Declaration of Sentiments

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Declaration of Sentiments

The Declarations of sentiments was arguably the most significant document in

history for the advancement of women in the nineteenth century America. It was made

famous at the first Woman’s Rights Convention, held in Seneca Falls, New York, in July

of 1848. Drafted by Elizabeth Cady Stanton, the declaration outlined a series of

grievances resulting from the unfair treatment of women and proposed eleven resolutions

arguing that women had the right to equality in all aspects of their lives, including the

right to vote. Despite the declarations significance, however, it would be seventy-two

years later that women finally won the right to vote.

In early societies, women bore children, cared for the home, and helped maintain

the family. Males dominated in early society from the time of the earliest written

historical records. It was believed that women were naturally weaker and inferior to men.

Therefore, in most traditional societies, women generally were at a disadvantage.

Women were not allowed to vote, work, get an education, or be involved in the church.

Married women were legally dead in the eyes of the law and had no property rights.

Women had to submit to laws when they had no voice in their formation. In early

society, women were robbed of their self-confidence and self respect.

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The events leading up to the 1848 convention date back to 1840, when Stanton

attended the World Anti-Slavery Convention in London and was denied a seat at the

convention because she was a woman. She then attended a small social gathering near

her home in Seneca Falls, where she laid out her list of grievances about the treatment of

women in society. From this small gathering the convention was then planned and the

Declaration of Sentiments was formed. The Declaration proposed reforms in all areas of

women’s lives. Included in the declaration was a list of eighteen injustices endured by

women, ranging from the lack of equal educational opportunities and the denial of the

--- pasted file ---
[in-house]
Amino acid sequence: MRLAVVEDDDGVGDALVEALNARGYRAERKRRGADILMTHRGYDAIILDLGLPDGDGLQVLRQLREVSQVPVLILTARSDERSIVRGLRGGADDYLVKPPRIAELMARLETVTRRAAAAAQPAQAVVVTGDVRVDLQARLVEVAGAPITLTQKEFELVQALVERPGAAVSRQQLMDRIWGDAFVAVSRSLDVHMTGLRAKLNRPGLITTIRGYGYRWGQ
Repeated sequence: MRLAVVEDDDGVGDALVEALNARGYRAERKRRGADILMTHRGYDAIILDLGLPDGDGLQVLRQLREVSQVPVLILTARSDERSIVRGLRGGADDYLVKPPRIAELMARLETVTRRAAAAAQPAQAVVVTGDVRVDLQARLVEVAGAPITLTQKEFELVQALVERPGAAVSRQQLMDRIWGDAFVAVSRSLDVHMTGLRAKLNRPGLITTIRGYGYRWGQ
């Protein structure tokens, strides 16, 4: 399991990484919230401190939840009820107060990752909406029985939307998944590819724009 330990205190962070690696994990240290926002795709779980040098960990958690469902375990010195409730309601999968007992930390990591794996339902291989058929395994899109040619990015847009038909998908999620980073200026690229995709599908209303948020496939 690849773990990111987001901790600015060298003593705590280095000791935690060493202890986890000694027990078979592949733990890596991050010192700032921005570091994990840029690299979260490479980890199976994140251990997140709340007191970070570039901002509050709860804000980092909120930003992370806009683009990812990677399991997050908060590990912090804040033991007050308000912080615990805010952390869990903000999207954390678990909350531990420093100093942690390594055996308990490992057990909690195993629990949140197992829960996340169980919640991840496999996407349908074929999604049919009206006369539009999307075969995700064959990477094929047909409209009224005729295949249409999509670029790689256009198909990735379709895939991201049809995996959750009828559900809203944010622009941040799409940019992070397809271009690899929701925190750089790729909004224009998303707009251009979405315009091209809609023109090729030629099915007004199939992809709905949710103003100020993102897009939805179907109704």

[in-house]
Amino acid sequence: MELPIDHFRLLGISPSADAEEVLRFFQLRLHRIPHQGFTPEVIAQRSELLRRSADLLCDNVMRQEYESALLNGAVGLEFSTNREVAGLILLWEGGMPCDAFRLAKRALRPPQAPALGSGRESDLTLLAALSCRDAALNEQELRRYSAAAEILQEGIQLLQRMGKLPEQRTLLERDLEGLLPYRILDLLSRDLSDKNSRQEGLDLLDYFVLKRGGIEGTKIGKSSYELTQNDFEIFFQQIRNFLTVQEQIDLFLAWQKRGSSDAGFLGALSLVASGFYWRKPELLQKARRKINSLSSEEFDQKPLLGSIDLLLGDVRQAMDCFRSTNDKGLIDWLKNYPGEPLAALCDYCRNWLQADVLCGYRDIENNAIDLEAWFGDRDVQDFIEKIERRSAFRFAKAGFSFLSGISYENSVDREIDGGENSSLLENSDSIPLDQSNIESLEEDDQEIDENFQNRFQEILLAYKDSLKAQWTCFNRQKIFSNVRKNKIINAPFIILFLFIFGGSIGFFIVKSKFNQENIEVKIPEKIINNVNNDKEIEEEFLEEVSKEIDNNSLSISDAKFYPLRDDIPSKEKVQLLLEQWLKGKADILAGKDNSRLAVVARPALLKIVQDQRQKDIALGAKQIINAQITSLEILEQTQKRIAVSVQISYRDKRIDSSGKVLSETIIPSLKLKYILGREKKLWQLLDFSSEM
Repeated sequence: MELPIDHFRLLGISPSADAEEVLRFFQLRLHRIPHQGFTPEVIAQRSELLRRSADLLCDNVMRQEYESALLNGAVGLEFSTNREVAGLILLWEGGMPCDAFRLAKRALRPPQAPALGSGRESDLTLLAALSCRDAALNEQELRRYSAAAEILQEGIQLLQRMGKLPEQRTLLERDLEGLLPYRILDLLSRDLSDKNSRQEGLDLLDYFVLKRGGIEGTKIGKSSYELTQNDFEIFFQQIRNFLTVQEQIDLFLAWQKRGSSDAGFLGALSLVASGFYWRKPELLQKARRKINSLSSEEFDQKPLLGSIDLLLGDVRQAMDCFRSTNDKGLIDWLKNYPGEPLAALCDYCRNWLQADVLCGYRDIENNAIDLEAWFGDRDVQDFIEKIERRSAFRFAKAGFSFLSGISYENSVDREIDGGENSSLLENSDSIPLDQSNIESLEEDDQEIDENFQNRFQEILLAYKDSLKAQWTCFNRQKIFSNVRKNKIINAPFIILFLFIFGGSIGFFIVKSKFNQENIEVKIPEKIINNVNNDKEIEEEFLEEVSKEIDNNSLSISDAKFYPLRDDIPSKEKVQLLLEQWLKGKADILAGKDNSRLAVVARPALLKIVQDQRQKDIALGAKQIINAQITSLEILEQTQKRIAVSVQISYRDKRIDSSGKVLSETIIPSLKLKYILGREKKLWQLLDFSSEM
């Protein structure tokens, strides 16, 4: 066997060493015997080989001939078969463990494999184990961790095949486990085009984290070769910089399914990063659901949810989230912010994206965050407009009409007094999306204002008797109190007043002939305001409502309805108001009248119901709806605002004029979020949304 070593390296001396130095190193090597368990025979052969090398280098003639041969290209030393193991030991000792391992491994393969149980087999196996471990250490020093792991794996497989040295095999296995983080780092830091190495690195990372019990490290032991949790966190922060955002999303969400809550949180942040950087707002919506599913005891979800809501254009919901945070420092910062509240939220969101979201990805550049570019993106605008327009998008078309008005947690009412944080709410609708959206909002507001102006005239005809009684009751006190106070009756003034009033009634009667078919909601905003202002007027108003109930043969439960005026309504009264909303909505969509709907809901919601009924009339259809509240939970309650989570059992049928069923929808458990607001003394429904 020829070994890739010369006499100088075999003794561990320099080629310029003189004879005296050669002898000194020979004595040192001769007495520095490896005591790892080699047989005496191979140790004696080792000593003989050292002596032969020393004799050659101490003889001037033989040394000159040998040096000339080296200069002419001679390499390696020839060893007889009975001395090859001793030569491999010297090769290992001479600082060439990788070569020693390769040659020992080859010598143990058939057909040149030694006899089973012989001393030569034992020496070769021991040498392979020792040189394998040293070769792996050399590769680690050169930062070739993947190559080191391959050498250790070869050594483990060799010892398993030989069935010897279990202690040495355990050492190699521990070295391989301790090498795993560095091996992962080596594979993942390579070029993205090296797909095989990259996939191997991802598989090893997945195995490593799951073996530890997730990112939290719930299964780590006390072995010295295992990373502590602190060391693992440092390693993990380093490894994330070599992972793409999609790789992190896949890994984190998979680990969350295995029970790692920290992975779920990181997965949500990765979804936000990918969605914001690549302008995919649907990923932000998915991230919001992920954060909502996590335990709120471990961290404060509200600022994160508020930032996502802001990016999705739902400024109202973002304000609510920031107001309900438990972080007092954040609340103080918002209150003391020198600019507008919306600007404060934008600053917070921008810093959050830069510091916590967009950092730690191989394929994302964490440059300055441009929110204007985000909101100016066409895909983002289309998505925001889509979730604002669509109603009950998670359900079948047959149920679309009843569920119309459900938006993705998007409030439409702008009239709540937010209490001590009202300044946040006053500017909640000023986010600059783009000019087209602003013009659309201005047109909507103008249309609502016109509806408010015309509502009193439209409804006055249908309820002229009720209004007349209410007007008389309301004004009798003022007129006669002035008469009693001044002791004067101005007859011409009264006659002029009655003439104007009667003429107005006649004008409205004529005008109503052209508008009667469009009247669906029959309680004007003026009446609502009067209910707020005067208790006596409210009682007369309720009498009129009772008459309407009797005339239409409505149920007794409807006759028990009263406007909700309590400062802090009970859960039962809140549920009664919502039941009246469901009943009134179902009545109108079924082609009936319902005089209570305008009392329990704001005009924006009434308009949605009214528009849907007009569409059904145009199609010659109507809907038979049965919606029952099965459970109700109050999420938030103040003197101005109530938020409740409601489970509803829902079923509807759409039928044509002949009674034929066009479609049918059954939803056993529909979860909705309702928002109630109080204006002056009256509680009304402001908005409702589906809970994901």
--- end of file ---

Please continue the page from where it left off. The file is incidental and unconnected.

right to vote, to the exclusion of public participation in the affairs of the church. It also

protested unequal employment opportunities. Stanton read the declaration paragraph by

paragraph, and over the two-days of discussion, the Declaration of Sentiments and 12

resolutions received agreement endorsement, one by one, with a few amendments.

The only resolution that did not pass unanimously was the call for women’s

authorization.

The Seneca Falls convention generated widespread ridicule and even hostility,

primarily from religious leaders and the press. An article in the Philadelphia Public

Ledger and Daily Transcript (September 1848) opined that, unlike the Seneca Falls

women, the women of Philadelphia were “celebrated for discretion, modesty, and

unfeigned diffidence” rather than “standing out for woman’s rights.” After all, the writer

reasoned, “A woman is nobody. A wife is everything. A pretty girl is equal to ten

thousand men, and a mother is, next to God, all powerful……The ladies of Philadelphia,

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therefore…..are resolved to maintain their rights as wives, belles, virgins, and mothers,

and not as women” (Stanton, Anthony, and Gage, p. 804).

Women’s rights conventions were held on a regular basis until the start of the

Civil War. Elizabeth Cady Stanton traveled the country lecturing and organizing for the

next forty years. Winning the right to vote was the key issue, since the vote would

provide the means to accomplish the other reforms. The campaign for woman’s right to

vote ran across continuous opposition and took 72 years for the women to win. During

the Women’s Rights Movement, women faced incredible obstacles to win the American

civil right to vote, which was later won...
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